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True Believers

Reading the comment section of a recent post by Glenn Greenwald (very much worth reading), it appears that the latest deification has switched from Obama to Ron Paul, which led to this comment by yours truly:

I get that people love Paul and even why, but there seems to be a dangerously naive amount of trust here, in the same way there was for Obama. Paul is a politician, not the messiah, and if you look at him as anything less than a profoundly flawed human being, who like all candidates, you should support only with serious reservations, then I think you need some interspection.

This isn’t particular to Paul – like some sort of twisted “serial monogamy” we move from candidate to candidate deluding ourselves that “this time” we’ve found the perfect one. This one will be honest and real and not let us down – but they all do. In fact I would argue we have set up the system for failure – anyone who can seemingly live up to the perfection we demand of our presidents, will have to be a fake, because no one who’s real could live up to our twisted demands. Our vetting process essentially filters for sociapths and other inhuman freaks.

Anyway, even if Paul by chance is “the one”, a healthy dose of cynicism is useful to keep you eyes open and ensure your leader of choice stays on the straight and narrow. After all, the worst transgressions in history have been enabled time and time again by the self-deluded blindness of “true believers”.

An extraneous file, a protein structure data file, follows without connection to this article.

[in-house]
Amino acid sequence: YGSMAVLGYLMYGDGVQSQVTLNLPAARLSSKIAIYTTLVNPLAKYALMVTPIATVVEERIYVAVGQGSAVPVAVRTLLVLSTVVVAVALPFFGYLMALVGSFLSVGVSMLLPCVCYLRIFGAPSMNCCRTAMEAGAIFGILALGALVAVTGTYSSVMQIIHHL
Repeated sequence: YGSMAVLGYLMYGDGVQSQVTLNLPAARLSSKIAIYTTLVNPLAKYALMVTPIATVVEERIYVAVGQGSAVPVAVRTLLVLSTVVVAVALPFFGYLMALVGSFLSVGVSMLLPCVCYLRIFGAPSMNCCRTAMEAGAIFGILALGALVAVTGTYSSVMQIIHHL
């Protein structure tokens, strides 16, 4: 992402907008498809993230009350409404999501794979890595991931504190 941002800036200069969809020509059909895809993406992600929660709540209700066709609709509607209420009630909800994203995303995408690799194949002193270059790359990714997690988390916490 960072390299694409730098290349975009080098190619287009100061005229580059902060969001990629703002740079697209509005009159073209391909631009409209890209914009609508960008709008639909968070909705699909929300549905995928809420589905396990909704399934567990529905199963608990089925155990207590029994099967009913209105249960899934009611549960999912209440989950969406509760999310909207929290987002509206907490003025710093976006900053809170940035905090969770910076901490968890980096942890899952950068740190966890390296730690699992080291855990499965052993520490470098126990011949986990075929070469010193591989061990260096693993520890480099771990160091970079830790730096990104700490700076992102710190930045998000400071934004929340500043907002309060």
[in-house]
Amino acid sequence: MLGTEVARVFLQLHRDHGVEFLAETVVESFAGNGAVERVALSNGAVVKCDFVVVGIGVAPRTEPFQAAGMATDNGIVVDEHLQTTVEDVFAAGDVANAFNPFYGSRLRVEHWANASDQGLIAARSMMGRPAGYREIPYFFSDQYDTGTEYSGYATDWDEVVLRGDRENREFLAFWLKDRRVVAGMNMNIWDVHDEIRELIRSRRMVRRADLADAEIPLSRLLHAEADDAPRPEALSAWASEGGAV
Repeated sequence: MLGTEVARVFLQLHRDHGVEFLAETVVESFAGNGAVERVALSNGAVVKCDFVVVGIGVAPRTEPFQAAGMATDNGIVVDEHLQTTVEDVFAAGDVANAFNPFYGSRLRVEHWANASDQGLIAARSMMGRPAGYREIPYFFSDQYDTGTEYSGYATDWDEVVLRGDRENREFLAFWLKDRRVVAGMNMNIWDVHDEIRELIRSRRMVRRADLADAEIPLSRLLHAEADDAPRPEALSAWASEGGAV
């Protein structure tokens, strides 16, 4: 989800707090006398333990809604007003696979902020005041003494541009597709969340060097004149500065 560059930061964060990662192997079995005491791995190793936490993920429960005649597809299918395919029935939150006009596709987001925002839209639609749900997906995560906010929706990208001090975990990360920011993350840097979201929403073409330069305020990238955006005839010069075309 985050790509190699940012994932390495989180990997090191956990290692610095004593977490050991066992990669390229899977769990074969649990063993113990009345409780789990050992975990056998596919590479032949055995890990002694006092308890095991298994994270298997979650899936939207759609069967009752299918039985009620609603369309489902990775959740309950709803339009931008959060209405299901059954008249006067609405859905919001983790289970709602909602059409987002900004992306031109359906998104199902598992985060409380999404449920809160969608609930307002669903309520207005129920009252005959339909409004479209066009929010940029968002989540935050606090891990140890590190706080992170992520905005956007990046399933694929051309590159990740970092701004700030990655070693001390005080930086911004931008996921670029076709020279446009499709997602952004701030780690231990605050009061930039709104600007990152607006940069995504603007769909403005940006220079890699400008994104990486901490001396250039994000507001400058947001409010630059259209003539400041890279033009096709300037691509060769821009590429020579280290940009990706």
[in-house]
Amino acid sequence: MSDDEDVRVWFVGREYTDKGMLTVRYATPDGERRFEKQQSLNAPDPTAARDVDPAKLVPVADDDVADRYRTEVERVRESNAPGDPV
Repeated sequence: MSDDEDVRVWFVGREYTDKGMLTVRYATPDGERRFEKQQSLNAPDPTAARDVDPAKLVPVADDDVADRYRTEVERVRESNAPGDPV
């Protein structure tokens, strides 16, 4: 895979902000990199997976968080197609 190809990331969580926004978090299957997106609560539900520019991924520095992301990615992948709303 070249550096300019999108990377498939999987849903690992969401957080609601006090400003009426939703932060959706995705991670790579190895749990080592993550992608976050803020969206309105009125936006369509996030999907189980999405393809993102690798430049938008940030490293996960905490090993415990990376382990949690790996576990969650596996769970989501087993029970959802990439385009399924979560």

Seriously, I believe we (and I have been guilty too) are really looking for a new messiah or the next “King Arthur” or something. Not only are these fantasies (at least in human figures), but it necessarily diminishes the import of our role (the body politic) in framing the future. Yes, a good leader can be a catalyst for change, but in the end it is “we the people” who really make that change happen.

Given our independent “rags to riches” Galtian mentality, it’s not surprising we’re looking for non-existent superheroes while diminishing the importance of the collective (“individualism” is as American as “apple pie” after all). However we miss something in this, by making some into heroes while the rest of us remain their pliant lieges (or “parasites” as Ayn Rand would call us), we effectively form a different sort of non-individualist collective: that as the role of “sheep”.


Here’s a comment made to an NYT op-ed about Ron Paul:

[blah, blah, blah – good stuff about Ron Paul] … The difference with Ron Paul vs the other candidates Obama included is he will ACTUALLY do it. The others will simply nip around the edges. That is not what we need now, we need a serious plan we need Ron Paul.

So obviously I edited the supposed “good stuff” out here, but the author of this comment, and I see a lot like this one, absolutely and uncategorically believes Paul “will actually do” what he says. There is no credulity.

If Paul isn’t scary, certainly his followers who seem to live in a world of absolute certainty, are.

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